Are the Fundamentalists projecting a false image of Islam?
Stabroek News
December 3, 2001

Dear Editor,

The many letters appearing in the Stabroek News, in response to mine, have constrained me to offer a reply. I have been accused of quoting out of context, misquoting, misinterpreting and misrepresenting the Quran in an attempt to mislead and propagate misinformation.

All the writers, in their bitterness, have missed or evaded the main issue of my letter, to wit, that Mr. bin Laden and the Taliban, and tens of thousands like them throughout the world, justify their actions through the authority of the Quran. Are they in fact projecting a false image of Islam? It is significant they all use Quranic phrases like "unbelievers" and "infidels". Are they guilty of misinterpretation and misinformation? They are Islamic scholars. Quoting out of context or misquoting is not the issue in question.

Dr. Sobhy as-Saley, a contemporary Islamic academician quoted Imam Suyuti, author of Itqan Fi 'Ulum al-Quran, who wrote: "The command to fight the infidels was delayed until the Muslims became strong; but when they were weak, they were commanded to endure and be patient." [Sobhy as-Saleh, Mabaheth Fi 'Ulum al-Quran, Dar al-'llm Lel-Malayeen, Beirut, 1983, p. 269.].

Other Islamic scholars, like Ibn Hazm al-Andalusi, Ga'far ar-Razi', Rabi' Ibn 'Ons, Abil-Aliyah, Abdar Rahaman Ibn Zayd Ibn Aslam, etc. agree that verses like "slay the idolaters wherever you find them" [9:5] cancel those few earlier verses that called for tolerance and were revealed when Islam was weak.

In "The voice of moderate Islam", [ S. N. 26.11.01], Professor Muqtedar Khan, Director of International Studies at Adrian College, Michigan, and formerly Managing Editor of the Journal of Islamic Studies, was reported as saying in the Sun Newspaper, inter alia: "Why I, a Muslim deplore our extremists culture of hate...No matter how strongly we condemn the attacks, the fact remains that the accused have indicated that their motivation was Islam...If Osama bin Laden were an isolated individual, there would be no problem...The century old Islamic revival is in jeopardy because we have allowed extremists to hijack it."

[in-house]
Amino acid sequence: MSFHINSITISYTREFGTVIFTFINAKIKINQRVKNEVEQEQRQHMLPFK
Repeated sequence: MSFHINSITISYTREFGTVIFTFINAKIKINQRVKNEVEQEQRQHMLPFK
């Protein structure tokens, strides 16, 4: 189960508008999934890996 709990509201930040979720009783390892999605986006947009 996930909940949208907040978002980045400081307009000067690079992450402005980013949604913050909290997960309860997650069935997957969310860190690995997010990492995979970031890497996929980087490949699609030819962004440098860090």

Iran, itself a fundamental Islamic State is the latest Islamic country to come out against the Taliban for its un-Islamic acts. Arab scholars have called upon the Muslim world to set its house in order by fighting the extremists.

In a Reuters report, printed in Stabroek News on June 17, 1994, it was stated that 2000 Muslim fundamentalists marched in the Bangladesh capital calling for the death of feminist writer, Taslima Nasrin, herself a Muslim. She was described as an agent of the devil. Her crime? She called for a thorough revision of the Koran.

Muslims claim that Islam is a religion of peace and tolerance; that Allah of the Quran never advocates killing; that this is the work of misguided individuals. However, the Muslims who perpetrate these crimes think differently. They believe that what they do is Jihad [holy war], and that killing of unbelievers is justified. Those who blow up their own bodies to kill more innocent people do so because they believe they will be rewarded in Paradise. Are these people completely misguided ? or, are we misguided?

The question which Muslims should honestly answer is: What has been responsible for the shaping of these people's belief ? What has contributed to these people becoming extremists ? Does the Quran lend itself to an interpretation of being intolerant to those not professing the Islamic religion?

To Mr. Abdul Rahim Forde, I advise that we must be alert against rules which appear to have divine authority but when examined have only the authority of male institutions.

Yours faithfully,

Oliver Barclay